I have to confess, I never attended a prom.
The reason is somewhat murky, somewhere between reality and adolescent rationalizations. I liked to tell people that anyone truly "cool" wouldn't be caught dead at a prom. More recently, I might have said that proms promote many of the American ideals I find troubling -- materialism, vanity, self-absorbtion, even (in some cases) alcohol abuse and licentious sexual behavior.
But I was also self-conscious about not fitting in, about someone seeing me awkwardly try to dance, about someone judging my date -- and finding her wanting.
None of this is particularly captivating. In fact, I wouldn't even be thinking about the prom if not for this "assignment." But these musings were colored this week by two seemingly unrelated events -- a conversation with my sister-in-law and a bedtime story for my son.
My sister-in-law is likely an atheist, although I think she prefers to call herself an agnostic. In all things but religion, this former newspaper reporter prides herself on digging for background, asking tough questions and getting to the truth. Yet, when it comes to Christianity, she is quite proud of the fact that she has never read the Bible and has avoided being "taken in" by religious charlatans of any stripe.
Her arguments sounded nearly exactly like those I'd invented to cover my awkward fear of the prom.
The Bible (and/or prom) are fine for those who need such things to prop themselves up, she seemed to be saying But not for a discerning, intelligent, sophisticated woman of New York City.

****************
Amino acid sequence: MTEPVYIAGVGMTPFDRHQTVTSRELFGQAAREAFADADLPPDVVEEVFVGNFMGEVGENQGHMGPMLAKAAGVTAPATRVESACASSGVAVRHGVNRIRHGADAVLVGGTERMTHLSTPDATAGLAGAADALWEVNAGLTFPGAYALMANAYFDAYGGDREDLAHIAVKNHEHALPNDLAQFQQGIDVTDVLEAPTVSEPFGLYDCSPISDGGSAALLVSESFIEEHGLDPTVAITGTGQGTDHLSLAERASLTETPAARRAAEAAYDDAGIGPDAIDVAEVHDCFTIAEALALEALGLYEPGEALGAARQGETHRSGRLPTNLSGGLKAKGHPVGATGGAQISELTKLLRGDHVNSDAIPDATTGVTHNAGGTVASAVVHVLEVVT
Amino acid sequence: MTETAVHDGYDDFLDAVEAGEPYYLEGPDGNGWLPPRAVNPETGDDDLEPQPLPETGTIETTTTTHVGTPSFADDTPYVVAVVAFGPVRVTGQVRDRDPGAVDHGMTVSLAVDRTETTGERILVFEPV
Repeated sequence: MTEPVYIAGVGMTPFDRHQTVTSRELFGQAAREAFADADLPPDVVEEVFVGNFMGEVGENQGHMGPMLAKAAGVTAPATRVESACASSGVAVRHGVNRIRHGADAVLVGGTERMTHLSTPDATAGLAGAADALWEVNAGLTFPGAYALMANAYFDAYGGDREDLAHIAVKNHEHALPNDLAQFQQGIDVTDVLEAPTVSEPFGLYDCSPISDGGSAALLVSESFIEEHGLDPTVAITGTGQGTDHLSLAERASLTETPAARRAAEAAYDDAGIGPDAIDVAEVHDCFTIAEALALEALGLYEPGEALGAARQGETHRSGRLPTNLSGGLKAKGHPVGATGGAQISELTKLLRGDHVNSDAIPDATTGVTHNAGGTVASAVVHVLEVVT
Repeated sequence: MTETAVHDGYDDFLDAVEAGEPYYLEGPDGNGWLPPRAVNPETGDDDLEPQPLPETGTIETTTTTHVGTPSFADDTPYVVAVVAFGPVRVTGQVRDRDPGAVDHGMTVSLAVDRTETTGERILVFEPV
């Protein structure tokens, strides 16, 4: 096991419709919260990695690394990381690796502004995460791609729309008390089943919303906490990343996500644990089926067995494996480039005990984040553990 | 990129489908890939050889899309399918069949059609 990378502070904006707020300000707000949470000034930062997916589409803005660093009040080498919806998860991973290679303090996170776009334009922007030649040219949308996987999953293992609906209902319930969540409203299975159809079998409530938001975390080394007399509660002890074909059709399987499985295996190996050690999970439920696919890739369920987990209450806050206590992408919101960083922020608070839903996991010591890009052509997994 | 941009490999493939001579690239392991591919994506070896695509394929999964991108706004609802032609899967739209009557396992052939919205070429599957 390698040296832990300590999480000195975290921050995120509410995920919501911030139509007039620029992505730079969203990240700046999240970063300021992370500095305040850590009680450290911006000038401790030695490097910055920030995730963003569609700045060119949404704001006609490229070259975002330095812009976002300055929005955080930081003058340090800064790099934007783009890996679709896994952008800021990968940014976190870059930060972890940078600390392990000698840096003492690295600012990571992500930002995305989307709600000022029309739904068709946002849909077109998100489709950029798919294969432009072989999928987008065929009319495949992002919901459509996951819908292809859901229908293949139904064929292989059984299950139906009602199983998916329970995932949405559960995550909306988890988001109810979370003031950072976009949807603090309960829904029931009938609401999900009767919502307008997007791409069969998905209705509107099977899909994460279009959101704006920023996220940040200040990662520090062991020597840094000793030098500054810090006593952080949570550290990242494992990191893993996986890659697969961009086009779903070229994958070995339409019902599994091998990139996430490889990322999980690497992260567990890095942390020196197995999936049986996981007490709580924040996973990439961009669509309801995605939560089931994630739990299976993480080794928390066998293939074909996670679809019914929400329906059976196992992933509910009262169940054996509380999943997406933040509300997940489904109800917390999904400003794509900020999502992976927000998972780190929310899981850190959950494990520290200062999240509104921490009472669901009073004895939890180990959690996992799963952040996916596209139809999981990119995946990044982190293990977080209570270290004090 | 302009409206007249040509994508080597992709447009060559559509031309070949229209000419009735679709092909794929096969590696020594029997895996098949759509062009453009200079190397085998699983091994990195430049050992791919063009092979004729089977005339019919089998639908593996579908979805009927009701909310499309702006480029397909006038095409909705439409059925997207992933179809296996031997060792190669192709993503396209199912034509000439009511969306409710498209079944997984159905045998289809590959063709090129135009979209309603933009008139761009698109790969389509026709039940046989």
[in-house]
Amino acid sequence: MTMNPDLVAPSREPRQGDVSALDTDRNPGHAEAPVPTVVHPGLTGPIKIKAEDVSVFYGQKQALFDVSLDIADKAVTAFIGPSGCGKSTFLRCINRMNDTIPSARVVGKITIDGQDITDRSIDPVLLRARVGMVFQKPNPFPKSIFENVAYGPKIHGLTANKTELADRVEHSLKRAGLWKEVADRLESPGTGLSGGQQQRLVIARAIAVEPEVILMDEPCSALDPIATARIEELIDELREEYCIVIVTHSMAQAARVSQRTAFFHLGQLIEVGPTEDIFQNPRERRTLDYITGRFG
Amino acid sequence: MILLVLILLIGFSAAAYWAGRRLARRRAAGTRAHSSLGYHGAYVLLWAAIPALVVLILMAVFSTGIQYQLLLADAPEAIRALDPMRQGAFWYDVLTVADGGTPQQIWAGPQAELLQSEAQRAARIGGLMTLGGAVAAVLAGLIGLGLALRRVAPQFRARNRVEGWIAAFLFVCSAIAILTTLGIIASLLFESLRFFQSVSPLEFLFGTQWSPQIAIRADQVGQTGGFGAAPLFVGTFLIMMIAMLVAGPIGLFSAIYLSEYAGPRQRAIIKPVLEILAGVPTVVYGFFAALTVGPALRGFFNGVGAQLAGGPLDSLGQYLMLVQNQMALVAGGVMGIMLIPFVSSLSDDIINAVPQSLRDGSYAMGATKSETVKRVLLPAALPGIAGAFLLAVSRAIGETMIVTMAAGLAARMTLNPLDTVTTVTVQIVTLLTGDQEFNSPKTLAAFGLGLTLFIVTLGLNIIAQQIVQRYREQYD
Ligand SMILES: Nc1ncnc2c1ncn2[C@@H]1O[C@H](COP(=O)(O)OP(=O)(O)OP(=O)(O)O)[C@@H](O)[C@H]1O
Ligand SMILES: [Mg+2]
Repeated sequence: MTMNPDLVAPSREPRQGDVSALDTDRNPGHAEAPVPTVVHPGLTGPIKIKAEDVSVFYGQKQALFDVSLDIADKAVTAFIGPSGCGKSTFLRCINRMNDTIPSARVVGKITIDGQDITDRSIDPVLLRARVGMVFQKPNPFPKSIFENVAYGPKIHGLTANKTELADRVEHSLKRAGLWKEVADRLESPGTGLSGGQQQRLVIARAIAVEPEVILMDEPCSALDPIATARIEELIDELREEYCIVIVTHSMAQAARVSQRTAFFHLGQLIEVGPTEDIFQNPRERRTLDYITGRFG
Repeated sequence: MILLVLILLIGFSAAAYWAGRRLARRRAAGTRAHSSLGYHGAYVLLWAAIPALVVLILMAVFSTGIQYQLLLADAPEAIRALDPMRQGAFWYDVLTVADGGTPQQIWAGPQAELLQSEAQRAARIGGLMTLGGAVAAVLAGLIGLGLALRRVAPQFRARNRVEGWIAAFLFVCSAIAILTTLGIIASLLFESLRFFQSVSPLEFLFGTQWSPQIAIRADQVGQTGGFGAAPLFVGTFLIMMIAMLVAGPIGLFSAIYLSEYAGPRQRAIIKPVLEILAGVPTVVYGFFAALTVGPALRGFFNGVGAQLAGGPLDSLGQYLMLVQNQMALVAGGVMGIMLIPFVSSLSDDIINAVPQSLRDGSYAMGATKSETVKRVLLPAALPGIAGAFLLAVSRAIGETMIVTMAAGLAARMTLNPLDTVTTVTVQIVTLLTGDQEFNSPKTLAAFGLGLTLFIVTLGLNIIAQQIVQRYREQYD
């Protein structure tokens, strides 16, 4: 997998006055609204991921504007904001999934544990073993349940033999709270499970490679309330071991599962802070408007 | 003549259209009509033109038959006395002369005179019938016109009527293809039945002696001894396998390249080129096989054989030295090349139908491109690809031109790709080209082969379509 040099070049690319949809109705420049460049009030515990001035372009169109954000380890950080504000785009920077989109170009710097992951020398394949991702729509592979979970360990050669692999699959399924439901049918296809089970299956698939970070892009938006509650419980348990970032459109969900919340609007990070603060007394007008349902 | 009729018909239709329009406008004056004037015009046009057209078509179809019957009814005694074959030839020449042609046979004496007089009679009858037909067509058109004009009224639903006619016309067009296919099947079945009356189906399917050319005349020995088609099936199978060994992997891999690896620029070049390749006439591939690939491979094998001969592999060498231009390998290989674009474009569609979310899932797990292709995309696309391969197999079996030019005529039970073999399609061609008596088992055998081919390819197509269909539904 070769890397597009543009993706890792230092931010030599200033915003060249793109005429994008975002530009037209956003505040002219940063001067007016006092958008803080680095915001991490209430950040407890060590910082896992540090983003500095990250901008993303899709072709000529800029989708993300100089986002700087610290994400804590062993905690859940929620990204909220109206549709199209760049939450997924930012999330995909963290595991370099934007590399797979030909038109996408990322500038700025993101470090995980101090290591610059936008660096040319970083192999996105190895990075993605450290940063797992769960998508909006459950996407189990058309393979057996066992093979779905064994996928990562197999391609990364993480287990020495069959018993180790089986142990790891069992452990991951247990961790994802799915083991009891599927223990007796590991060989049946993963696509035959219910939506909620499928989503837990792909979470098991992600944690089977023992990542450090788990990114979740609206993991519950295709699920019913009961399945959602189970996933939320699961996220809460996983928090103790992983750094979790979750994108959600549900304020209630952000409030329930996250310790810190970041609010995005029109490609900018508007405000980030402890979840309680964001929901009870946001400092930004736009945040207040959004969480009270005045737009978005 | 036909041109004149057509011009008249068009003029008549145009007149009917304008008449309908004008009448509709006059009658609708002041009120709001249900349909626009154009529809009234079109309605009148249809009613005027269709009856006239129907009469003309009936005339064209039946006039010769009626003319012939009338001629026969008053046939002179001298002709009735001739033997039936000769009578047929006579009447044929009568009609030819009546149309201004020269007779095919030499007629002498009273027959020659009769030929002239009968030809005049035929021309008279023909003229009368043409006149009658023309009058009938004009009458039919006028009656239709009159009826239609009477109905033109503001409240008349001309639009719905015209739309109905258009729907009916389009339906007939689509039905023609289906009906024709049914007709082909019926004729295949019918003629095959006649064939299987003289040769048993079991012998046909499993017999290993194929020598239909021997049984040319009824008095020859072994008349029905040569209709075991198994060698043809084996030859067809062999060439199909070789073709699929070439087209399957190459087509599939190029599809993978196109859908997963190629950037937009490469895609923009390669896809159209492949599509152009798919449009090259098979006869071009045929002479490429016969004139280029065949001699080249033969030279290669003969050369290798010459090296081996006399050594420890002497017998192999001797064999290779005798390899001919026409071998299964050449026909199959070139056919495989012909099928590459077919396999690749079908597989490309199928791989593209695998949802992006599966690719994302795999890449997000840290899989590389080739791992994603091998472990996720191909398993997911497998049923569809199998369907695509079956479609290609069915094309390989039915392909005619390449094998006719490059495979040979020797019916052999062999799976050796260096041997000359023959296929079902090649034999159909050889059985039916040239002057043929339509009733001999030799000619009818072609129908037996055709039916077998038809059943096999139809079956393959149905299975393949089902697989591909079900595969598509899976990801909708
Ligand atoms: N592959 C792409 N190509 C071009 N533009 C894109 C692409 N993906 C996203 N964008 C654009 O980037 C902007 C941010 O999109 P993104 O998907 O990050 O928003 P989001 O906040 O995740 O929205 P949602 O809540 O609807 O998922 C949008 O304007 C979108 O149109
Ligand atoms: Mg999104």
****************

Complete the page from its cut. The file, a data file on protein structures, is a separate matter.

As she seemed to be lumping all religions into one repugnant casserole, I attempted to draw her back to Christianity, to the promises of Jesus, to the popularity of the Bible. She stopped me flat on every account, as if, somehow, she'd been down that path before and once bitten, twice shy.
I was still pondering this as I read to my son "The Last Battle," the final book in C.S. Lewis' Chronicles of Narnia. Amazingly, the book clearly took up my sister-in-law's case.
In the book, an intelligent ape has dressed up a donkey in a lion skin to look like Aslan, the lion who represents Jesus in the series. In "Aslan's name" the ape begins convincing others to do things the real Aslan would never approve.
The good guys eventually find the donkey, steal it with its lion skin, and show it to a bunch of dwarfs who have been misled by the scamming ape. Their reaction is, "Wow, we were really taken in by that phony Aslan! We'll never let THAT happen again."
And no matter how the good guys tried to explain the real Aslan, the dwarfs shrugged and said, "That's your story. The dwarfs are for the dwarfs!"
By now, you've caught me. This isn't so much about the prom as it is about rationalizations and how they color our lives and judgments.
It is almost as if, when Man tasted the fruit of the tree of knowledge, it was the tree of self-knowledge and rationalization -- the kinds of "knowledge" that only obscure God's truth.
It may serve to protect our fragile egos from the humiliation of the prom, but when applied to scripture, it can keep us from participating in the dance of eternity.